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Posted on: July 6, 2017

Stage 1 Fire Restrictions Implemented In Eagle County

For Immediate Release | July 6, 2017
Contact: Jessie Porter, Public Information Officer, Eagle County Sheriff's Office
970-328-8540 | jessie.porter@eaglecounty.us

Stage 1 Fire Restrictions Implemented In Eagle County


Due to the combination of unusually high temperatures and dry windy conditions there is an increased risk for wildfires throughout Colorado. As a result, Eagle County has implemented “Stage 1” fire restrictions that will take effect immediately prohibiting all open burning for private lands in unincorporated Eagle County.

Bureau of Land Management and The United States Forest Service are likely to implement the same restrictions within the next 24 hours.

Fire managers base decisions about fire restrictions on specific moisture measurements in vegetation and other risk factors such as predicted weather and amount of current fire activity.

The Eagle County Sheriff’s Office will be enforcing temporary restrictions:

  • Campfires are only allowed within designated fire grates in developed campgrounds (i.e., a metal, in-ground containment structure -- fire pans and rock campfire rings are not acceptable).
  • No fires of any type, including charcoal, outside of developed areas.
  • No smoking except within an enclosed vehicle or building, a developed recreation site or in a barren area free of vegetation.
  • No use of explosive materials, including explosive targets.
  • No welding or operation of an acetylene or other similar torch with open flame, or any other spark producing device, except from an area that has been cleared of vegetation.
  • No operation of any internal combustion engine without a spark arresting device properly installed and in working order.

Fireworks are always prohibited on BLM, National Forest and National Park Service lands.

Fire restrictions on these lands will be in place until further notice. Violation of federal fire restrictions is punishable by a fine of not more than $100,000 or imprisonment for not more than 12 months or both. Those found responsible for starting wildfires will also face restitution costs of suppressing the fire.

For more information about fire restrictions in these areas, log on to: https://gacc.nifc.gov/rmcc/dispatch_centers/r2gjc/fireinfo_restrictions/index.html. You can also visit http://www.coemergency.com/p/fire-bans-danger.html for fire information across the state.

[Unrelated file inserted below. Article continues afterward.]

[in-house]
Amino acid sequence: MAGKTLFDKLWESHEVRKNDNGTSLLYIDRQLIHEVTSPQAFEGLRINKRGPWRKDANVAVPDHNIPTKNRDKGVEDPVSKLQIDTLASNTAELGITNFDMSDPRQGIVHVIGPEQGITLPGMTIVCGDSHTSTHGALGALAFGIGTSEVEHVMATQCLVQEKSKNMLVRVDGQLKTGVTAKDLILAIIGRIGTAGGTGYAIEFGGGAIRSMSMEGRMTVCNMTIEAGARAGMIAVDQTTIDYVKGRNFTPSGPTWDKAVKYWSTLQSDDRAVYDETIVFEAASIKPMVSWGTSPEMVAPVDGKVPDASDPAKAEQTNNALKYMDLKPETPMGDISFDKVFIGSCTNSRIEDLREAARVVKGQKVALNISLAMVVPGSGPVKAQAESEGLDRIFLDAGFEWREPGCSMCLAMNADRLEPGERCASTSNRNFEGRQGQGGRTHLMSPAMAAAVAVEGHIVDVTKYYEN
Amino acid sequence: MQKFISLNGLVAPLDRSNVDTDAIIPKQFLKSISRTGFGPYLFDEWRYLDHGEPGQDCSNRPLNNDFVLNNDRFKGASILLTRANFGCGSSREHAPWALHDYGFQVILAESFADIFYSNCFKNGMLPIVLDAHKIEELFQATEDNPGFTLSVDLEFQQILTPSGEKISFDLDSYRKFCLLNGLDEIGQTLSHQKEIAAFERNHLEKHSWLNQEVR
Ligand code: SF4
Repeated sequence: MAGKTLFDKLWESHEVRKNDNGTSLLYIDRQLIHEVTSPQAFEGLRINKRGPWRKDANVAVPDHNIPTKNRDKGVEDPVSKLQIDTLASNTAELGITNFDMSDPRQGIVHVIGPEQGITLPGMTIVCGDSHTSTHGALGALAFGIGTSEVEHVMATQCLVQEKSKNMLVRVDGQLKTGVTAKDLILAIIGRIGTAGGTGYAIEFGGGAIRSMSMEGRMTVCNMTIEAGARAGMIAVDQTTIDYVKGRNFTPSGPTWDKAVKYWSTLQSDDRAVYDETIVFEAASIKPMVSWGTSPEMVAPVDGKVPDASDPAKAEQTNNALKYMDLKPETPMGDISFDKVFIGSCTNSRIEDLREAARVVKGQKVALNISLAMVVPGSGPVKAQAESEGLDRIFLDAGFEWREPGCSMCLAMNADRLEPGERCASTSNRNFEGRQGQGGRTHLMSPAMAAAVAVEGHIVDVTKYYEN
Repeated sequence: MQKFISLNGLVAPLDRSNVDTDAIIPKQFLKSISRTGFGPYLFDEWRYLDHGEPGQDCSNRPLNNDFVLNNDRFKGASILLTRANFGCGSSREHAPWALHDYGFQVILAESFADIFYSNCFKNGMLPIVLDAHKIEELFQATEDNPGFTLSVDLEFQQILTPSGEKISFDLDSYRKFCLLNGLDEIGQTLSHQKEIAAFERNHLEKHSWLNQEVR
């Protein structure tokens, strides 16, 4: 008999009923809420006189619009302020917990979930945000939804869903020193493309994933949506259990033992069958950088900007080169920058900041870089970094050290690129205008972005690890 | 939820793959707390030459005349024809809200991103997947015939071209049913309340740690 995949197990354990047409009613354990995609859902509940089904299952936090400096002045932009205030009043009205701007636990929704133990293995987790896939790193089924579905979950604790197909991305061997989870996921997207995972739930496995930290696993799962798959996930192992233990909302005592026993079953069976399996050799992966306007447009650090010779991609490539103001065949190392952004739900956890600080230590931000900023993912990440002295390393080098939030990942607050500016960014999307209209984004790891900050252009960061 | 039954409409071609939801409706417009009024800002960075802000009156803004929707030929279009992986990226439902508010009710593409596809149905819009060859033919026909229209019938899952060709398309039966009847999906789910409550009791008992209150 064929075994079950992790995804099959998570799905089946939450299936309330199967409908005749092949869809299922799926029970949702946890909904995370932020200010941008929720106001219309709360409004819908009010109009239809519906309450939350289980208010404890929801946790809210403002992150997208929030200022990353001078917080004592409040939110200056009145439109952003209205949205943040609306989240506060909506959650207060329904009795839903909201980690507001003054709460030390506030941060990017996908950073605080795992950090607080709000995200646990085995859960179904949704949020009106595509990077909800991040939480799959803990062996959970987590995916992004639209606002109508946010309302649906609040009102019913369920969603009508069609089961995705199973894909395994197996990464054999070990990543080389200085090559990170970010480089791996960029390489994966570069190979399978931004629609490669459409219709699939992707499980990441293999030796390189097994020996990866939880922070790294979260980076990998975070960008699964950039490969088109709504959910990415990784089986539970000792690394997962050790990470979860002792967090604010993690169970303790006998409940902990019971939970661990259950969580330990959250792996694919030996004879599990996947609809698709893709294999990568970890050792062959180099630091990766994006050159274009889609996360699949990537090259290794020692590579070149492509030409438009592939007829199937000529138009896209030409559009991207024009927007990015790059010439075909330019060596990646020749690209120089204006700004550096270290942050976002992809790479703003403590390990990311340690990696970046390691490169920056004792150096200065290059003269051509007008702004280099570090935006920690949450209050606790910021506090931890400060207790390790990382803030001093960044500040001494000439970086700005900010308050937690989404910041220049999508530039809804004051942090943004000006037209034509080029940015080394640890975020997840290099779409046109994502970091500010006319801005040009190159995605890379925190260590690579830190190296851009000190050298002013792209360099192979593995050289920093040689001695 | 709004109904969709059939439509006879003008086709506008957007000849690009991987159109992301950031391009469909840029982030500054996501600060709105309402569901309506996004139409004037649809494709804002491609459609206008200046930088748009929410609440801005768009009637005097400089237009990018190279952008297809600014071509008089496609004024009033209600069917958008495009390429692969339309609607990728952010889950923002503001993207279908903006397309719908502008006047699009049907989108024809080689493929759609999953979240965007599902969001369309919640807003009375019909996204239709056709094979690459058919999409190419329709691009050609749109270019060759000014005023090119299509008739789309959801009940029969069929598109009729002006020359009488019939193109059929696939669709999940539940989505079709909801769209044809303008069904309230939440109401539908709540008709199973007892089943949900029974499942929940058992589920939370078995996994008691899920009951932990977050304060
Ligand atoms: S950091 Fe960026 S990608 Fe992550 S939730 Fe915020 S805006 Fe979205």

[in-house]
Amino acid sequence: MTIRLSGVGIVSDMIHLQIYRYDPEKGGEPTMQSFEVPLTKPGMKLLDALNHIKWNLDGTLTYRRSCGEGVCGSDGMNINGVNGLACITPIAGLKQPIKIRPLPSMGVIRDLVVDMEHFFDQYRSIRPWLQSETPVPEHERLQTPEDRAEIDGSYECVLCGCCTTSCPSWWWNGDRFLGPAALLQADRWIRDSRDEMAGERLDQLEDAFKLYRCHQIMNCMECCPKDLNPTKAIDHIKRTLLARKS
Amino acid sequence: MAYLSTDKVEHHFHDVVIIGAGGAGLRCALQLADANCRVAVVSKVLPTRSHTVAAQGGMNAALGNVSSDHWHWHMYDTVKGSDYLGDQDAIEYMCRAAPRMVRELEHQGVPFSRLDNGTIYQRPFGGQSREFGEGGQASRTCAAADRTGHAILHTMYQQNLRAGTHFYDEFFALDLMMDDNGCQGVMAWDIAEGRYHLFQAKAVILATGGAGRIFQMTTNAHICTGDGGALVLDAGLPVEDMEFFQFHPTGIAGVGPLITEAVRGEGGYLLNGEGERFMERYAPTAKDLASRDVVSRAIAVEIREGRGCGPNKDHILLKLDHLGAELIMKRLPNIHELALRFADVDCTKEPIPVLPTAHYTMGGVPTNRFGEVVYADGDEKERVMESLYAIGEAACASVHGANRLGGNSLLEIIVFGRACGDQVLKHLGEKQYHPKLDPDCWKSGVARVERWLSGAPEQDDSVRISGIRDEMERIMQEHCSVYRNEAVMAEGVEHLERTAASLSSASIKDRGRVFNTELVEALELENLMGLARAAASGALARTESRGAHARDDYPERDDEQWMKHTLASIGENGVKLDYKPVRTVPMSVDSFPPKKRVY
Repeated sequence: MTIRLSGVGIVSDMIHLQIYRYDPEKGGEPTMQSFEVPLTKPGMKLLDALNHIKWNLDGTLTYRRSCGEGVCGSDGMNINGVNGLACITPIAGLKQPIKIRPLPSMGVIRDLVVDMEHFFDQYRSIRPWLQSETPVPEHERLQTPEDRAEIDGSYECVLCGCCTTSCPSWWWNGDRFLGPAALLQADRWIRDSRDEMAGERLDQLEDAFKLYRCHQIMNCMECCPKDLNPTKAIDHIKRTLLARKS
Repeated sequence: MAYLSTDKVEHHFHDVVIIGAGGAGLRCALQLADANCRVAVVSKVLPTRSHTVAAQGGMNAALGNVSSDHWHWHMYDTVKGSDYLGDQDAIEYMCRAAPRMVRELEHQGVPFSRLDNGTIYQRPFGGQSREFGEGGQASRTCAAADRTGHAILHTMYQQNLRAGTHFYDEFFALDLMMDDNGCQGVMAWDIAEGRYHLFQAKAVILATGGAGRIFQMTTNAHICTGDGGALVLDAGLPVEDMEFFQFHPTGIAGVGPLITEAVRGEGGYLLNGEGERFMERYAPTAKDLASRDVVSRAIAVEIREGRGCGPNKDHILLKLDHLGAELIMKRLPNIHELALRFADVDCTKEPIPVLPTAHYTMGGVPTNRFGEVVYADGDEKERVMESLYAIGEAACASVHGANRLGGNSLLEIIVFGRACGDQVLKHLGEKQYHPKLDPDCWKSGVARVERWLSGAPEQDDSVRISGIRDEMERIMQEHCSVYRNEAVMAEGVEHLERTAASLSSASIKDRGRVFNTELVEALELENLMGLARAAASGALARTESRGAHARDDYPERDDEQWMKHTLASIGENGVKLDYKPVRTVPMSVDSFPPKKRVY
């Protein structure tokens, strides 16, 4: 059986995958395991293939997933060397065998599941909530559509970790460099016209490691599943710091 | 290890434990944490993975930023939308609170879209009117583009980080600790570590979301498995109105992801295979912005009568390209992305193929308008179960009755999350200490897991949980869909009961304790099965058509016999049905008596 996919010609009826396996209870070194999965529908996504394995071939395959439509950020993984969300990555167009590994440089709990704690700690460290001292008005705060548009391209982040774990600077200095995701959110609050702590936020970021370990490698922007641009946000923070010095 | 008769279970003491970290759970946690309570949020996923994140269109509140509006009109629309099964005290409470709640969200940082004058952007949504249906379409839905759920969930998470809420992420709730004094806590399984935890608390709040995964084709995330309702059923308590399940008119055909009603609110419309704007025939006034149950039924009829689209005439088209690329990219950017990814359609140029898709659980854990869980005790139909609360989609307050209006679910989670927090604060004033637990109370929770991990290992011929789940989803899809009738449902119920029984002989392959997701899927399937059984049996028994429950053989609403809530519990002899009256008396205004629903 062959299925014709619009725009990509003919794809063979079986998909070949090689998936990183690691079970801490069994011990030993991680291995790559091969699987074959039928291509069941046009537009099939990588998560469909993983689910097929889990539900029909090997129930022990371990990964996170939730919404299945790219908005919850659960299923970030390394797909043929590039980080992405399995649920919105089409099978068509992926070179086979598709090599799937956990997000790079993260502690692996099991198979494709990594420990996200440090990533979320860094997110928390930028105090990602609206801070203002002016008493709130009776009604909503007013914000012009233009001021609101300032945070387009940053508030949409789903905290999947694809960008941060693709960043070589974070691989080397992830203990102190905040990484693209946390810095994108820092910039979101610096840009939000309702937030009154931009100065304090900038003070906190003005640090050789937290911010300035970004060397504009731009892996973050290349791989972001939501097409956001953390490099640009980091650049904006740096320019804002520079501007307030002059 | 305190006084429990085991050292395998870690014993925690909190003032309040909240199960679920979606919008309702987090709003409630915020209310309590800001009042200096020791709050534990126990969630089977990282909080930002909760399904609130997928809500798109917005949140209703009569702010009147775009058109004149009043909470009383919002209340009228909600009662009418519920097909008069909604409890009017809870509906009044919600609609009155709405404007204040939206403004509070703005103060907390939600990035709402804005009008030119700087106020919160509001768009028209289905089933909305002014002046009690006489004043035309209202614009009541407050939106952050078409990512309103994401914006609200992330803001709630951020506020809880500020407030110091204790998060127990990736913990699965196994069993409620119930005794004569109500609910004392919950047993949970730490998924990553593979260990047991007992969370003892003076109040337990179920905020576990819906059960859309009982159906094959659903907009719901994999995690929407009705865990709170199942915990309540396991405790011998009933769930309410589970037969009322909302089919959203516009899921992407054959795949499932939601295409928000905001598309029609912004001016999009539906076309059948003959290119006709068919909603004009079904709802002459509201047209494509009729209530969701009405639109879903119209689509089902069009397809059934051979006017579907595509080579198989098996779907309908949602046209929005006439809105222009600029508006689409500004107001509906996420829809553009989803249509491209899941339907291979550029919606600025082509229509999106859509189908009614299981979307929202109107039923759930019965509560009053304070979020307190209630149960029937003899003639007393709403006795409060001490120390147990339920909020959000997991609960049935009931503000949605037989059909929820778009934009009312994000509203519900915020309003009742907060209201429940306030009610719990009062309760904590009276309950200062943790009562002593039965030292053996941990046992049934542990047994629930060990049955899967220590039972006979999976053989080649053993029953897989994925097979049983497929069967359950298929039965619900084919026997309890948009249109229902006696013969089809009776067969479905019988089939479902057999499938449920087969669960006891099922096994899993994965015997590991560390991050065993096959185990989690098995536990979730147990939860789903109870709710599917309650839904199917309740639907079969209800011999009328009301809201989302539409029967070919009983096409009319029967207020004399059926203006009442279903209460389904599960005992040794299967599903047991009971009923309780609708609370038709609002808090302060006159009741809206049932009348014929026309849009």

Due to the increased risk for wildland fires, The Eagle County Sheriff’s Office would like to encourage residents to take personal responsibility and prepare before a wildland fire occurs.

Homes in or near forested areas are classified as Wildland Urban Interface (WUI) areas, and are at risk in any wildfire event. When you build or buy a home in one of the WUI areas, you have accepted the fact that these areas may have poor access, dense vegetation, steep slopes, and poor or no water supply for fire suppression. To prevent a tragedy, you need to be aware of wildfire hazards and what to do when a wildfire occurs in your area.

Check with your local fire department to determine the wildfire hazard in your area, and what can be done to reduce the hazard. Obtain guidelines for creating a “defensible space” around your home that will increase the chances that your home may survive a wildfire. Create defensible space of at least 30 ft. by doing the following:

  • Trimming branches
  • Thinning tree and brush cover
  • Removing dead limbs and other litter
  • Maintaining an irrigated greenbelt
  • Mowing dry grasses and weeds
  • Cleaning your roof and gutters
  • Pruning branches to 10 ft. above the ground

In addition, stay aware of the latest emergency notifications by signing up for EC Alert at www.ecalert.org.

If you are warned to evacuate your home remember to:

1. Follow the instructions and advice of emergency responders. If you are told to evacuate, do so promptly.

2. If you are instructed to go to a certain location, go there - don’t go anywhere else. If certain travel routes are specified or recommended, use those routes rather than trying to find short cuts of your own.

3. If you are advised to shut off your water, gas, or electric service’s before leaving home, do so. Also, find out where emergency shelters are located, in case you need to use them.

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